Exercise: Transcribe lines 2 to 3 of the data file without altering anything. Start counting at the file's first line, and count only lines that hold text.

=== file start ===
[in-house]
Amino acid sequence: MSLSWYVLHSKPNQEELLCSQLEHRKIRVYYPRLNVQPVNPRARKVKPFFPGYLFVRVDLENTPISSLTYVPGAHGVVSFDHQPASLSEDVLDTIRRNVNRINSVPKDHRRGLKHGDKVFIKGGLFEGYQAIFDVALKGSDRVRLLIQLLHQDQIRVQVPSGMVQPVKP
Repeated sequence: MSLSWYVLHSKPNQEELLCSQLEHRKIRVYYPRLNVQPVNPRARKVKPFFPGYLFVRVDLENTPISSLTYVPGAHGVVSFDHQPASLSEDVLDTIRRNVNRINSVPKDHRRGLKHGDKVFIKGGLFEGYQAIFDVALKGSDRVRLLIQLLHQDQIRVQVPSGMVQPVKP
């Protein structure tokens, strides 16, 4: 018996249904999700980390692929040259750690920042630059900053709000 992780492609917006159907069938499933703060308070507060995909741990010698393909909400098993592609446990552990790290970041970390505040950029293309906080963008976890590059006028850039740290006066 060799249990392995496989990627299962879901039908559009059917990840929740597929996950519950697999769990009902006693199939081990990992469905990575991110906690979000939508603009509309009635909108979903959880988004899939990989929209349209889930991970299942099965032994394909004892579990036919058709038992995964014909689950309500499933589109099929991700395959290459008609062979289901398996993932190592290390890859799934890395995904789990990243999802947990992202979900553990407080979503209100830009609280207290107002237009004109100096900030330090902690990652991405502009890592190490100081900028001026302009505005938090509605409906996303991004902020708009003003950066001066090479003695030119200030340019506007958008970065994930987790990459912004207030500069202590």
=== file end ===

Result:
Amino acid sequence: MSLSWYVLHSKPNQEELLCSQLEHRKIRVYYPRLNVQPVNPRARKVKPFFPGYLFVRVDLENTPISSLTYVPGAHGVVSFDHQPASLSEDVLDTIRRNVNRINSVPKDHRRGLKHGDKVFIKGGLFEGYQAIFDVALKGSDRVRLLIQLLHQDQIRVQVPSGMVQPVKP
Repeated sequence: MSLSWYVLHSKPNQEELLCSQLEHRKIRVYYPRLNVQPVNPRARKVKPFFPGYLFVRVDLENTPISSLTYVPGAHGVVSFDHQPASLSEDVLDTIRRNVNRINSVPKDHRRGLKHGDKVFIKGGLFEGYQAIFDVALKGSDRVRLLIQLLHQDQIRVQVPSGMVQPVKP